Supplementary Figure 3 Response time was longer when differences between subjective values of chosen and unchosen strategies were smaller (r = 0.41, P = 0.039, z test).

This suggests that the task was more difficult when difference between subjective values of alternative strategies was small. Error bars indicate S.E.M. across subjects.

Supplementary Figure 4 Response bias was not associated with response times.

(a) Response times were not different between attack and defense selections (P = 0.37, two-tailed paired t test). (b) The difference between mean response times for attack and defense selections in each subject was uncorrelated with his response bias (r = –0.076, P = 0.39, Z-test). Each data point indicates a subject.

Supplementary Figure 5 Mean activities in rACC and PCC during defense and attack strategy selections in the three subjects who had response bias toward defense.

The data of the three subjects were pooled using a fixed-effect analysis. rACC activities were higher during defense selection than during attack selection (P = 0.032, two-tailed unpaired t test) and PCC activities were higher during attack selection than during defense selection (P = 0.0017). Error bars indicate S.E.M. across trials. *, P < 0.05; **, P < 0.01.

Supplementary Figure 6 The diagram of functional interaction among rACC, PCC and DLPFC during strategy decision.

Supplementary Figure 7 Activities in the ventral PCC (vPCC).

(a) Activations determined by the contrast of decision-making period versus “Gold”-piece detection period in all task trials (yellow). The cyan circle circumscribes vPCC. The dorsal activation was located in the precuneus. (b) vPCC was comparably activated in all trial types (F[1,102] = 2.1, P = 0.15, one-way ANOVA). Error bars indicate S.E.M. across subjects.

Supplementary Figure 8 The strategy decision was not associated with affective responses.

(a) The heart rates in attack and defense selections in the strategy selection task were not different from each other (P = 0.26, two-tailed paired t test). The heart rate was normalized by the values during the inter-trial intervals of all trials in each subject. (b) The regions (ventral striatum and amygdala) thought to be associated with affective responses were not activated during the strategy task (P = 0.32 in ventral striatum and P = 0.24 in amygdala, two-tailed paired t test, the minimum P value among the six conditions). Error bars indicate S.E.M. across subjects.

Supplementary Figure 9 The dorsal ACC (dACC) was not activated during decision-making in either the strategy decision task or the option decision task.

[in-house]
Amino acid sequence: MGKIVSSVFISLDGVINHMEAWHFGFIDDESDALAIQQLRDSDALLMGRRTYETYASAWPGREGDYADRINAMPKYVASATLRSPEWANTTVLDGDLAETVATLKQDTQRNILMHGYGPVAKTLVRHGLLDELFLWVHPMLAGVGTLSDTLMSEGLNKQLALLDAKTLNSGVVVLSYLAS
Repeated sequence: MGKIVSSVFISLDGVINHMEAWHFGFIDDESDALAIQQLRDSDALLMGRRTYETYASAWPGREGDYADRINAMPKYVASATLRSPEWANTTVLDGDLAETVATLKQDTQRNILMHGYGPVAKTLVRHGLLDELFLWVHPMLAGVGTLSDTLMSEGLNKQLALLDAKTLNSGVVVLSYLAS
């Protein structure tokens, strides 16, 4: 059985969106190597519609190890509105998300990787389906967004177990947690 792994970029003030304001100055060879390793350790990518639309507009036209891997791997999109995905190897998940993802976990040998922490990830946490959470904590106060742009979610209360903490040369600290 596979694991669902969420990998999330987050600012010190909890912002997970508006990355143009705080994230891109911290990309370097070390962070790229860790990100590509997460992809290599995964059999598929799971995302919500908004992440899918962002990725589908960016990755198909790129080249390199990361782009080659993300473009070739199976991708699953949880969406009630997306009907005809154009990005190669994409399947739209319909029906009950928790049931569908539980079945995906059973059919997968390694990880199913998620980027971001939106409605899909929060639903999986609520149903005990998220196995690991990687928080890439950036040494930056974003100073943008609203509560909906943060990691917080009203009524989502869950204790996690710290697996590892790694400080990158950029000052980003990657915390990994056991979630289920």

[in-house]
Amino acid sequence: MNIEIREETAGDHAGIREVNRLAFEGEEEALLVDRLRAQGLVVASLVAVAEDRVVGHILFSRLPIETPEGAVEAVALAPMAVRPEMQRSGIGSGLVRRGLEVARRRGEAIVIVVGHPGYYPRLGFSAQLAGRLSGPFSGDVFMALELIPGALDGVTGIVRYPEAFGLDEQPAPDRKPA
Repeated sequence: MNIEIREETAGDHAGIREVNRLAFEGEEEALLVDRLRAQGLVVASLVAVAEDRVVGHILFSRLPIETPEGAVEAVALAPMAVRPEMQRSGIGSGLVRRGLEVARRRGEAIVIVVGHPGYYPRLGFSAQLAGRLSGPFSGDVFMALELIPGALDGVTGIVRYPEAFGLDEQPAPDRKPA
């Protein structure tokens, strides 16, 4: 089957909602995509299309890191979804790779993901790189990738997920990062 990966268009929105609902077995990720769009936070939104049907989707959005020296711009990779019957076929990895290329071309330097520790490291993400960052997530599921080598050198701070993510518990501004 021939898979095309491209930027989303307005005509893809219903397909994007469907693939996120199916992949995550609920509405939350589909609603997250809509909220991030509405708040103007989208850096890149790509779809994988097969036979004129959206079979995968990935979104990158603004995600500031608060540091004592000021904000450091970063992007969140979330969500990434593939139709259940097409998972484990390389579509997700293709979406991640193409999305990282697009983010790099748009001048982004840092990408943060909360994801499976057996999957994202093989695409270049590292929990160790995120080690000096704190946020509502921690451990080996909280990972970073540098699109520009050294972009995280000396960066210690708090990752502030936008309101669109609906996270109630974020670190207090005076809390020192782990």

The ROI for the analyses here was defined by the peak coordinate for encoding of search value (peak Tal: [–4, 32, 17], radius: 10 voxels) in Kolling et al. (2012). (a) dACC was neither activated during strategy decision nor during option decision (P = 0.35, two-tailed paired t test, the minimum P value among the six conditions). (b) fMRI activity time courses in dACC during trials of the strategy and option tasks. There was a significant activation in trials of the option task, but it occurred after the selection was completed. The grey bar indicates the problem presentation time.

Supplementary Figure 10 The ventromedial PFC (VMPFC) was neither correlated with subjective strategy values in the strategy decision task, nor with the chosen value in the option decision task.

The regressor encoding the value of chosen option during the option decision task was analyzed only in the trials where the subjects chose one of the three concrete options other than “the other options” (about 60% trials). The VMPFC ROI (blue) for the analyses here was defined by the peak coordinates for encoding of subjective values (peak Tal: right, [3, 32, –3]; left, [–8, 35, –2], radius: 10 voxels) in Levy & Glimcher (2012). (a) The location of VMPFC ROI, which is ventral to the rACC region (red). (b) The estimated parameters of fMRI signals in VMPFC associated with SASV, SDSV and SchosenSunchosen in the strategy decision task, and associated with the chosen values in the option decision task. None of them were significantly different from zero (P = 0.21, two-tailed paired t test, the minimum P value among the four conditions). Error bars indicate S.E.M. across subjects.

Supplementary information

Rights and permissions

Reprints and Permissions

About this article

Verify currency and authenticity via CrossMark

Cite this article

Wan, X., Cheng, K. & Tanaka, K. Neural encoding of opposing strategy values in anterior and posterior cingulate cortex. Nat Neurosci 18, 752–759 (2015). https://doi.org/10.1038/nn.3999

Download citation

Further reading

Search

Quick links